draft-ietf-radext-bigger-packets-03.txt   draft-ietf-radext-bigger-packets-04.txt 
Network Working Group S. Hartman Network Working Group S. Hartman
Internet-Draft Painless Security Internet-Draft Painless Security
Updates: 6613, 6614 (if approved) March 6, 2015 Updates: 6613, 6614 (if approved) October 19, 2015
Intended status: Experimental Intended status: Experimental
Expires: September 7, 2015 Expires: April 21, 2016
Larger Packets for RADIUS over TCP Larger Packets for RADIUS over TCP
draft-ietf-radext-bigger-packets-03.txt draft-ietf-radext-bigger-packets-04.txt
Abstract Abstract
The RADIUS over TLS experiment described in RFC 6614 has opened The RADIUS over TLS experiment described in RFC 6614 has opened
RADIUS to new use cases where the 4096-octet maximum RADIUS packet RADIUS to new use cases where the 4096-octet maximum size limit of
proves problematic. This specification extends the RADIUS over TCP RADIUS packet proves problematic. This specification extends the
experiment (RFC 6113) to permit larger RADIUS packets. This RADIUS over TCP experiment (RFC 6613) to permit larger RADIUS
specification compliments other ongoing work to permit fragmentation packets. This specification compliments other ongoing work to permit
of RADIUS authorization information. This document registers a new fragmentation of RADIUS authorization information. This document
RADIUS code, an action which requires IESG approval. registers a new RADIUS code, an action which requires IESG approval.
Status of This Memo Status of This Memo
This Internet-Draft is submitted in full conformance with the This Internet-Draft is submitted in full conformance with the
provisions of BCP 78 and BCP 79. provisions of BCP 78 and BCP 79.
Internet-Drafts are working documents of the Internet Engineering Internet-Drafts are working documents of the Internet Engineering
Task Force (IETF). Note that other groups may also distribute Task Force (IETF). Note that other groups may also distribute
working documents as Internet-Drafts. The list of current Internet- working documents as Internet-Drafts. The list of current Internet-
Drafts is at http://datatracker.ietf.org/drafts/current/. Drafts is at http://datatracker.ietf.org/drafts/current/.
Internet-Drafts are draft documents valid for a maximum of six months Internet-Drafts are draft documents valid for a maximum of six months
and may be updated, replaced, or obsoleted by other documents at any and may be updated, replaced, or obsoleted by other documents at any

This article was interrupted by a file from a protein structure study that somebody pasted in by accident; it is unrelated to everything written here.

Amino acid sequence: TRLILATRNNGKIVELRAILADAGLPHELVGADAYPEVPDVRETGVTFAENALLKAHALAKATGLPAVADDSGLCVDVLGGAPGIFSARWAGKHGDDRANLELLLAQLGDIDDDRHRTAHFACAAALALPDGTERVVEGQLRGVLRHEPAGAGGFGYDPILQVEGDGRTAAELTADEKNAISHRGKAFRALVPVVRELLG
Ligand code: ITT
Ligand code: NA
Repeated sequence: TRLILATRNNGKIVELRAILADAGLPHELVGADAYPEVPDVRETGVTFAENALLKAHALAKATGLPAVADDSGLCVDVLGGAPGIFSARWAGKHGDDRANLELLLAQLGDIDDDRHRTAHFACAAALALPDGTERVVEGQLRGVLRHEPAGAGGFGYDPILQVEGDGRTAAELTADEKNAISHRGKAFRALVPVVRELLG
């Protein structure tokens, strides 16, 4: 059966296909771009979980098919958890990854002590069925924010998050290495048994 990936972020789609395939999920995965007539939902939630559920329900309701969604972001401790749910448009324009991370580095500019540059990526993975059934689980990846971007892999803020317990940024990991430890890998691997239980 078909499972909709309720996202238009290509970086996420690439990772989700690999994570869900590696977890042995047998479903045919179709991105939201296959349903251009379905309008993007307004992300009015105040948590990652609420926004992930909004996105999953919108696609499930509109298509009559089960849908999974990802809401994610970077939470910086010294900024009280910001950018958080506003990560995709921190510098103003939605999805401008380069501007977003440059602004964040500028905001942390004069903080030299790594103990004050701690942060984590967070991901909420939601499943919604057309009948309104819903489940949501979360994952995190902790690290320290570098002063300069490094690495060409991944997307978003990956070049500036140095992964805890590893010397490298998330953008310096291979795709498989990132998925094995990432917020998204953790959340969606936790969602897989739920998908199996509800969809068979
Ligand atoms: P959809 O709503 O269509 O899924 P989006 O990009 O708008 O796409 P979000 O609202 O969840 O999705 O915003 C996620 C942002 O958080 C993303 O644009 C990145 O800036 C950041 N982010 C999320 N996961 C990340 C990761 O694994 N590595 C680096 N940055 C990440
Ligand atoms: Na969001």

time. It is inappropriate to use Internet-Drafts as reference time. It is inappropriate to use Internet-Drafts as reference
material or to cite them other than as "work in progress." material or to cite them other than as "work in progress."
This Internet-Draft will expire on September 7, 2015. This Internet-Draft will expire on April 21, 2016.
Copyright Notice Copyright Notice
Copyright (c) 2015 IETF Trust and the persons identified as the Copyright (c) 2015 IETF Trust and the persons identified as the
document authors. All rights reserved. document authors. All rights reserved.
This document is subject to BCP 78 and the IETF Trust's Legal This document is subject to BCP 78 and the IETF Trust's Legal
Provisions Relating to IETF Documents Provisions Relating to IETF Documents
(http://trustee.ietf.org/license-info) in effect on the date of (http://trustee.ietf.org/license-info) in effect on the date of
publication of this document. Please review these documents publication of this document. Please review these documents
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3. Forward and backward Compatibility . . . . . . . . . . . . . 4 3. Forward and backward Compatibility . . . . . . . . . . . . . 4
3.1. Rationale . . . . . . . . . . . . . . . . . . . . . . . . 5 3.1. Rationale . . . . . . . . . . . . . . . . . . . . . . . . 5
3.2. Discovery . . . . . . . . . . . . . . . . . . . . . . . . 6 3.2. Discovery . . . . . . . . . . . . . . . . . . . . . . . . 6
4. Protocol-Error Code . . . . . . . . . . . . . . . . . . . . . 6 4. Protocol-Error Code . . . . . . . . . . . . . . . . . . . . . 6
5. Too Big Response . . . . . . . . . . . . . . . . . . . . . . 7 5. Too Big Response . . . . . . . . . . . . . . . . . . . . . . 7
6. IANA Considerations . . . . . . . . . . . . . . . . . . . . . 7 6. IANA Considerations . . . . . . . . . . . . . . . . . . . . . 7
7. Security Considerations . . . . . . . . . . . . . . . . . . . 8 7. Security Considerations . . . . . . . . . . . . . . . . . . . 8